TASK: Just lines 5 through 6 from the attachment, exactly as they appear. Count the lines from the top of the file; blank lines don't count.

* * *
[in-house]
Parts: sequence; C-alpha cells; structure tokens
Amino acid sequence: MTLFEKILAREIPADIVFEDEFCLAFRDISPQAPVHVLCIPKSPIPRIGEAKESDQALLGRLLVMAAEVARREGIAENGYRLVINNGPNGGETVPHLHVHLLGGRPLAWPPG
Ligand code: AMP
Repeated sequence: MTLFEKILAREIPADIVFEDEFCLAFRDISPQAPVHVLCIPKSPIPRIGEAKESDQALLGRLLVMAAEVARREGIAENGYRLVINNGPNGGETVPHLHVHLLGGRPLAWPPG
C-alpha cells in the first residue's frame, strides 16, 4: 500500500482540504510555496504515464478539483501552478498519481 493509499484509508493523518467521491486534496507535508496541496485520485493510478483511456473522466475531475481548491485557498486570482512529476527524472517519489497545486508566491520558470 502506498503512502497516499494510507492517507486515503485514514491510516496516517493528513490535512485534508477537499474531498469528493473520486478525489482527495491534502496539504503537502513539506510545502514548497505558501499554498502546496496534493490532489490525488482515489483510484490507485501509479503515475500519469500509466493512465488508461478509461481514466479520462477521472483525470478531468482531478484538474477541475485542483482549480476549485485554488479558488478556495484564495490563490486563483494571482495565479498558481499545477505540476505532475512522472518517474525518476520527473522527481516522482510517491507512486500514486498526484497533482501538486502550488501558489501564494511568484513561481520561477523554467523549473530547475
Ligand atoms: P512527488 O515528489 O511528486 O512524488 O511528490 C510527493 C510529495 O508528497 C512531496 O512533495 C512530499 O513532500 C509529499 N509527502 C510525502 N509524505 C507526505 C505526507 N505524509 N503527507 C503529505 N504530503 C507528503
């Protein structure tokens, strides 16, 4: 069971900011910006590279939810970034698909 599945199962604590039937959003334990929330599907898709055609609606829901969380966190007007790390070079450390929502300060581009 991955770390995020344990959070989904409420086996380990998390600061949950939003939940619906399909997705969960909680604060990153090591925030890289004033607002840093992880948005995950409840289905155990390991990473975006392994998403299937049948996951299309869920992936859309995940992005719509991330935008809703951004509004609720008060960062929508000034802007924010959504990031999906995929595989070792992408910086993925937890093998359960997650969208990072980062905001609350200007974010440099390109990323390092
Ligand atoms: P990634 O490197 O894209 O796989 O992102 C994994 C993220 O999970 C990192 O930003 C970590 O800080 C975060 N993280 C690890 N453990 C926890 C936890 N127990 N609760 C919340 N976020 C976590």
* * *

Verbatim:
Repeated sequence: MTLFEKILAREIPADIVFEDEFCLAFRDISPQAPVHVLCIPKSPIPRIGEAKESDQALLGRLLVMAAEVARREGIAENGYRLVINNGPNGGETVPHLHVHLLGGRPLAWPPG
C-alpha cells in the first residue's frame, strides 16, 4: 500500500482540504510555496504515464478539483501552478498519481 493509499484509508493523518467521491486534496507535508496541496485520485493510478483511456473522466475531475481548491485557498486570482512529476527524472517519489497545486508566491520558470 502506498503512502497516499494510507492517507486515503485514514491510516496516517493528513490535512485534508477537499474531498469528493473520486478525489482527495491534502496539504503537502513539506510545502514548497505558501499554498502546496496534493490532489490525488482515489483510484490507485501509479503515475500519469500509466493512465488508461478509461481514466479520462477521472483525470478531468482531478484538474477541475485542483482549480476549485485554488479558488478556495484564495490563490486563483494571482495565479498558481499545477505540476505532475512522472518517474525518476520527473522527481516522482510517491507512486500514486498526484497533482501538486502550488501558489501564494511568484513561481520561477523554467523549473530547475